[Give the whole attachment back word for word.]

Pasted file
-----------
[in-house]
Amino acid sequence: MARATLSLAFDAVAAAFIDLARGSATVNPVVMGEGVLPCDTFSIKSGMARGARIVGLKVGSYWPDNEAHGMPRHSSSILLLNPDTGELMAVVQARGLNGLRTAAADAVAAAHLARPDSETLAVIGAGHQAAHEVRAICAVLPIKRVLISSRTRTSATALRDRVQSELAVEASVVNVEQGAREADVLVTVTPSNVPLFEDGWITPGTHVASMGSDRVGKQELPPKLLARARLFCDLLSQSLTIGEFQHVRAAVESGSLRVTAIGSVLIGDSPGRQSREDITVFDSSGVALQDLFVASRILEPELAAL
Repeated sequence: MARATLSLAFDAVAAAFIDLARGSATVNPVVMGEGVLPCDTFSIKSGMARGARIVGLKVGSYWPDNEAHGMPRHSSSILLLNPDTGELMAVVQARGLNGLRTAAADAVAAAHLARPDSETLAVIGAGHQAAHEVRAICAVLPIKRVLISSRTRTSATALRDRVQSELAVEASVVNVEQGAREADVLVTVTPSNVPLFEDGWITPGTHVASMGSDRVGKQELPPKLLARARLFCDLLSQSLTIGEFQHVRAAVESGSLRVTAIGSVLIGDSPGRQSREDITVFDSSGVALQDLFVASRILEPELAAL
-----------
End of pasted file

[in-house]
Amino acid sequence: MARATLSLAFDAVAAAFIDLARGSATVNPVVMGEGVLPCDTFSIKSGMARGARIVGLKVGSYWPDNEAHGMPRHSSSILLLNPDTGELMAVVQARGLNGLRTAAADAVAAAHLARPDSETLAVIGAGHQAAHEVRAICAVLPIKRVLISSRTRTSATALRDRVQSELAVEASVVNVEQGAREADVLVTVTPSNVPLFEDGWITPGTHVASMGSDRVGKQELPPKLLARARLFCDLLSQSLTIGEFQHVRAAVESGSLRVTAIGSVLIGDSPGRQSREDITVFDSSGVALQDLFVASRILEPELAAL
Repeated sequence: MARATLSLAFDAVAAAFIDLARGSATVNPVVMGEGVLPCDTFSIKSGMARGARIVGLKVGSYWPDNEAHGMPRHSSSILLLNPDTGELMAVVQARGLNGLRTAAADAVAAAHLARPDSETLAVIGAGHQAAHEVRAICAVLPIKRVLISSRTRTSATALRDRVQSELAVEASVVNVEQGAREADVLVTVTPSNVPLFEDGWITPGTHVASMGSDRVGKQELPPKLLARARLFCDLLSQSLTIGEFQHVRAAVESGSLRVTAIGSVLIGDSPGRQSREDITVFDSSGVALQDLFVASRILEPELAAL